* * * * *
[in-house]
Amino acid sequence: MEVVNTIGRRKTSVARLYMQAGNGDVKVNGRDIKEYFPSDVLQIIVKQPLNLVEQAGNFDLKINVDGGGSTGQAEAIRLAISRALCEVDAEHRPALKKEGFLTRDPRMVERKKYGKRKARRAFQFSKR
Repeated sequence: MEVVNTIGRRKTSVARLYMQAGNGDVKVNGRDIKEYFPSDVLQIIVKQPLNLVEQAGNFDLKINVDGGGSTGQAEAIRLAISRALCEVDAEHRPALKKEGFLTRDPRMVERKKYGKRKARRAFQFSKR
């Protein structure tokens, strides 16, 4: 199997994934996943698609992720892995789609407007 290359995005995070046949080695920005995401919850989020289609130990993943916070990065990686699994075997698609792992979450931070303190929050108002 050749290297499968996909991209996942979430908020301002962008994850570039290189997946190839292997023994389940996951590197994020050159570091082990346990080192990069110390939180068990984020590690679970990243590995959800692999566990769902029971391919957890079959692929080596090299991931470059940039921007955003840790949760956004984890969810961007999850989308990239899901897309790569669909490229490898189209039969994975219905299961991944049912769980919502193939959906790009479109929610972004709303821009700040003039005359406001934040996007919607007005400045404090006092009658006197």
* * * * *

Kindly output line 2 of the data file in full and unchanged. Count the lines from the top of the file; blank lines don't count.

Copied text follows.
Amino acid sequence: MEVVNTIGRRKTSVARLYMQAGNGDVKVNGRDIKEYFPSDVLQIIVKQPLNLVEQAGNFDLKINVDGGGSTGQAEAIRLAISRALCEVDAEHRPALKKEGFLTRDPRMVERKKYGKRKARRAFQFSKR